Friday, April 20, 2012

Proper Use of "Me" and "I"

Two of the most common words used incorrectly, both in written material and in speech, are "me" and "I."

Technically, "I" is a nominative pronoun used as a subject of a sentence, while "me" is an objective pronoun, used as an object. The problem usually arises when connecting objects in a sentence. "I" is not an objective case word, but it is used simply because to most people it just sounds better.

Using "I" works for the nominative case when you and the other person are subjects of a sentence; however, if you and the other person are objects of the sentence, using "I" is not correct.

For example, "Mary and I are going to the conference" works. "You" and "Mary" are subjects of the sentence. Remove "Mary" and you have, "I (am) going to the conference."

Being objects in a sentence changes correct structure. Simply leave out the second object(s), or person(s). For example:

You may be tempted to write or say, "Would you like to join Mary and I at the conference?" By removing the second object (Mary) you have, "Would you like to join I at the conference?" Now try, "Would you like to join me at the conference?" It's easy to see that the proper sentence should be, "Would you like to join Mary and me at the conference?"

It really is just as simple as removing that second object. Let's try it again:

"Please explain proper word choice to Christine and I."
"Please explain proper word choice to Christine and me."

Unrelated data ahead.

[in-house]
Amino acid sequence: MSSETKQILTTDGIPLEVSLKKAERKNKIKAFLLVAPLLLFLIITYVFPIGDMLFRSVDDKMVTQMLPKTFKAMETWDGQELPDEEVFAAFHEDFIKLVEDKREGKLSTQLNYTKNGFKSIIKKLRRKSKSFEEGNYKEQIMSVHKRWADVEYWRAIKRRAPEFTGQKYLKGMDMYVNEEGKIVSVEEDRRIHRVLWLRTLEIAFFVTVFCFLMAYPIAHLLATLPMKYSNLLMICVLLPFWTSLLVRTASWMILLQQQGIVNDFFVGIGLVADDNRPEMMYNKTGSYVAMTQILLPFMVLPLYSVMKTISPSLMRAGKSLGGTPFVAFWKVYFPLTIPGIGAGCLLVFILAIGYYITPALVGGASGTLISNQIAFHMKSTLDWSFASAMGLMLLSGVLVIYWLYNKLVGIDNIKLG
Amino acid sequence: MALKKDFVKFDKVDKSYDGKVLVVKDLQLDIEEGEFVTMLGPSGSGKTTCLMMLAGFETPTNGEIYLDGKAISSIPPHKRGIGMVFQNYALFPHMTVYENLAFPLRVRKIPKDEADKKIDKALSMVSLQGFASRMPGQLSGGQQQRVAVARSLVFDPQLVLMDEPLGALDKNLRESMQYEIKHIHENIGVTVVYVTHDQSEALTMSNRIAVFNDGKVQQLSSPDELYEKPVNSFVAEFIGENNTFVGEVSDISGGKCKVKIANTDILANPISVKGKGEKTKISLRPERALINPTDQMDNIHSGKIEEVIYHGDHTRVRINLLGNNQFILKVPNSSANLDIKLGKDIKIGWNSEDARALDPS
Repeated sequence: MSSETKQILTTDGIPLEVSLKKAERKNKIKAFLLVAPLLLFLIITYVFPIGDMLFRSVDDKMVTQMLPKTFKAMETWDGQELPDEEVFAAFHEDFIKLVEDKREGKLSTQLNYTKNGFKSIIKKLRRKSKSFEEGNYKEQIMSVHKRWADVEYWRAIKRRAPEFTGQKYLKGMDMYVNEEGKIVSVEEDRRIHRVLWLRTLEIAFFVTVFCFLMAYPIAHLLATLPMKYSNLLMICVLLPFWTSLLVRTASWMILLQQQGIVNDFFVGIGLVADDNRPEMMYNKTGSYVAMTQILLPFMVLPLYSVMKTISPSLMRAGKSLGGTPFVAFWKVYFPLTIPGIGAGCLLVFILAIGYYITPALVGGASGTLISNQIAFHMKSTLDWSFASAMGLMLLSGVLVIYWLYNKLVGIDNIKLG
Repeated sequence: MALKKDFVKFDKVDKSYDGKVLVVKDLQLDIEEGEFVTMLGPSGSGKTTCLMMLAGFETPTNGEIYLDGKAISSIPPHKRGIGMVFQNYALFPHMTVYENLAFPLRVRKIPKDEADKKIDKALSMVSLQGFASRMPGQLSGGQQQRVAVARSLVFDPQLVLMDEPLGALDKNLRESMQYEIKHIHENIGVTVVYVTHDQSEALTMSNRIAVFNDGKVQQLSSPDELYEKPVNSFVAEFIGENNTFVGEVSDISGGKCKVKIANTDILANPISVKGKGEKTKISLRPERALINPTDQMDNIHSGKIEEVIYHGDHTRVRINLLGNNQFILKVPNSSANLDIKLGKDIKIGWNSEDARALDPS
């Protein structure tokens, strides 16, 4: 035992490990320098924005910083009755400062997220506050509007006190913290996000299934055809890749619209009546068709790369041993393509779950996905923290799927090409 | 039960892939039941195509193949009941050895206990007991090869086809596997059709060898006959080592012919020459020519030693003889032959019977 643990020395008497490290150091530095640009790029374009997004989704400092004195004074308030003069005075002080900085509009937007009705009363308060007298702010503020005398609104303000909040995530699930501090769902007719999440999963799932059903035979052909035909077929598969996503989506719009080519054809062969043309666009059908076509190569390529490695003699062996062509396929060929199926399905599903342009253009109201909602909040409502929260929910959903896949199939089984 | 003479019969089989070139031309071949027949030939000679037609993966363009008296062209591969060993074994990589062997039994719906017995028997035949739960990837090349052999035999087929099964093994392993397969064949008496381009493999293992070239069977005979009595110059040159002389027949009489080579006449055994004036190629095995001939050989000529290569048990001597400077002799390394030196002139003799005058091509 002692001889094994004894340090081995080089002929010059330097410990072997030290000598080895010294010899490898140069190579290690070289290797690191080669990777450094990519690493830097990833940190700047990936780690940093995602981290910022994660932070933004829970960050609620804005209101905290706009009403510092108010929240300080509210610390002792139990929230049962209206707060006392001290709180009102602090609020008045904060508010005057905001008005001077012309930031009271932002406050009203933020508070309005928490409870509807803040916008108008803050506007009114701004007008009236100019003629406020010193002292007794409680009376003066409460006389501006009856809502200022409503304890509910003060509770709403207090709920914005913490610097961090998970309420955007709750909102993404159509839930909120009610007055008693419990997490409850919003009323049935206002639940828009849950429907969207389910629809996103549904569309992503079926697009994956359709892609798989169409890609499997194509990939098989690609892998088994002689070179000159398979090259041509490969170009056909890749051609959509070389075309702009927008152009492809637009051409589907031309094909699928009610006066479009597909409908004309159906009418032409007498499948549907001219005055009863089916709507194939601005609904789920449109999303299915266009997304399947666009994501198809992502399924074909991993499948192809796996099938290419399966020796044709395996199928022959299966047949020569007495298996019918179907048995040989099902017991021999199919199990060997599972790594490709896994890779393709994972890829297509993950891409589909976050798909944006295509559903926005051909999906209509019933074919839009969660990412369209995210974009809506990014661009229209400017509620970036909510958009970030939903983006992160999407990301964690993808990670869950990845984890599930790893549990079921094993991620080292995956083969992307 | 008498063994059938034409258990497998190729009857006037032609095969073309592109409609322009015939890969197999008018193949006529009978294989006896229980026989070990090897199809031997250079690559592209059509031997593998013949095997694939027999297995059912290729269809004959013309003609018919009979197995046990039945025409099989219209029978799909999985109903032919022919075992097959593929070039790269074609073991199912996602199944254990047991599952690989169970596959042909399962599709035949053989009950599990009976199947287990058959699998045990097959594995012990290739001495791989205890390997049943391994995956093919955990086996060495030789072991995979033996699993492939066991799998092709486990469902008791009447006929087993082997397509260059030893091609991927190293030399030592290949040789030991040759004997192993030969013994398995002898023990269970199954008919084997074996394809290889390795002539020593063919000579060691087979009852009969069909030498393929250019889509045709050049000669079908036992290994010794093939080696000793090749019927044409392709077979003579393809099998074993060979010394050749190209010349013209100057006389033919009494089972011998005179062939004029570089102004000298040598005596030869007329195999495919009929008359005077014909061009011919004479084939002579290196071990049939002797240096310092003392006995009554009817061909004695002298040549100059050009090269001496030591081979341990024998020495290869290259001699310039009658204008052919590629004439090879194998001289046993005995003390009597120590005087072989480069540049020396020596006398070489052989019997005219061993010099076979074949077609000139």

Remove the second object (Christine) and you have: "Please explain proper word choice to I," or, "Please explain proper word choice to me." See how easy it is to recognize the proper sentence?
"Please explain proper word choice to Christine and me."

Of course there are some instances where you can avoid your own internal dilemma by simply using the first-person plural and stating, "Would you care to join us at the conference?' or, "Please explain proper word choice to us."

Tuesday, January 31, 2012

Pronoun Tips

Pronouns take the place of nouns.

Subject Pronouns: I, you, he, she, it, we, they

Object Pronouns: me, you, him, her, it, us, them

Rule: Use a Subject Pronoun (also called Nominative Case), not only as the subject of a sentence, but after 'to be' verbs when the pronoun renames the subject.

'To be' verbs: is, are, was, were, will be, may be, may have been

Example: He is my friend.
'He' is the subject of the sentence, so use a subject pronoun.

Example: Enrique and she are friends.
'Enrique' and 'she' are the subjects of the sentence.

Example: It is I who called.
I comes after the 'to be' verb 'is' and renames the subject 'it.' Therefore, use the subject pronoun.

Rule: Use an Object Pronoun (also called Objective Case) when the pronoun is the direct object, the indirect object, or the object of the preposition.

Example: Ella met him at the restaurant.
'Him' is the direct object.

Example: Ella will give him his money back.
'Him' is an indirect object because you can mentally put the word 'to' in front of it. 'Money' is the direct object.

Example: Between you and me, this will never work.
'You' and 'me' are the objects of the preposition 'between.'

Rule: Use reflexive pronouns—myself, himself, herself, itself, themselves, ourselves, yourself, yourselves—to refer back to another noun or pronoun in the sentence.

Correct Example: I did it myself.

Incorrect Example: Please give it to Roger or myself.
In this sentence, 'myself' does not refer back to another noun or pronoun.


Source: Grammarbook

Tuesday, November 15, 2011

15 Frequently Confused Pairs of Verbs

These similar-looking words below have dissimilar meanings. Make sure you’re using the correct one in each pair.

1. Amused/bemused: To be amused is to be entertained; to be bemused is to be confused.